Landscape with an Episode from the Conquest of America, by Jan Jansz Mostaert, c. 1535. Rijksmuseum.
“Land is an originally Germanic word that has been current in English since the tenth century, denoting since then the solid surface of the planet that is found generally lying above sea level,” Simon Winchester writes in Land: How the Hunger for Ownership Shaped the Modern World. “What strikes many as ironic is that we have long called our planet the Earth, when—and this is of course especially noticeable when our blue and green spheroid is seen from outer space—it manifestly should more properly be called the Ocean. The Earth is more sea than land, and by a long chalk…Land and landscape are the near exclusive domain of air-breathing mammals—and most especially those that can speak, read, and write. And even before humankind first encountered the sea, humans would have been aware, and just because of its endless variety, of the landscape in which they were placed. They would have noticed, and noted—with the result that land and its vast spectrum of forms would have come into their vocabulary with more facility—its sheer variety made them more aware of it.”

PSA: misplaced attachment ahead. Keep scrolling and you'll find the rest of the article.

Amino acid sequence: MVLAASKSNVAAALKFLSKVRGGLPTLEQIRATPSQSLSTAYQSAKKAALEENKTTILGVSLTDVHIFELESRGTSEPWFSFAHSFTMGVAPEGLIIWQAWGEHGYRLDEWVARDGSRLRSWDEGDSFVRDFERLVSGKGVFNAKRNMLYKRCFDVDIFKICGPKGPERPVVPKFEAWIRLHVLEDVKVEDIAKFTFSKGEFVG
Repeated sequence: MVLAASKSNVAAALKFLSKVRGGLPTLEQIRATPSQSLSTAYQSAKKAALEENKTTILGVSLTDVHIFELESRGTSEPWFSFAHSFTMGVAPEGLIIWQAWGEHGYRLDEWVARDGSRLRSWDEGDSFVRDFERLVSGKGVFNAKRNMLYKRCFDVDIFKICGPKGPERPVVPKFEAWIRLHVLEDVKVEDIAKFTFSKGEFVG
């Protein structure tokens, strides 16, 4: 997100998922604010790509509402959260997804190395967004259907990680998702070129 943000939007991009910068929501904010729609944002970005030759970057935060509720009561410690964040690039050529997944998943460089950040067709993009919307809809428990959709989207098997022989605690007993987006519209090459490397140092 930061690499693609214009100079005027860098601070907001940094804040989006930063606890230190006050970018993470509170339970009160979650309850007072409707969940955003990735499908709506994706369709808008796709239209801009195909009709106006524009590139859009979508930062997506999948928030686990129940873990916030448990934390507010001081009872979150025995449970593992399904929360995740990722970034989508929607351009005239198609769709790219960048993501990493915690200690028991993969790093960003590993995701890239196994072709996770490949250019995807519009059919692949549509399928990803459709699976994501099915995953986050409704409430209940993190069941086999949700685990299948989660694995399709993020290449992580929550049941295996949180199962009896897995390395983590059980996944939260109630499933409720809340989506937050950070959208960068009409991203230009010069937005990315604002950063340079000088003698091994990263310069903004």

In this episode of The World in Time, the frequent Lapham’s Quarterly contributor discusses the many ways humans have interacted with land: possessing it, stealing it, trespassing upon it, and, in an era of climate change, attempting to make more of it or preserve it as its value becomes both more obvious and blurrier.
Lewis H. Lapham speaks with Simon Winchester, author of Land: How the Hunger for Ownership Shaped the Modern World.
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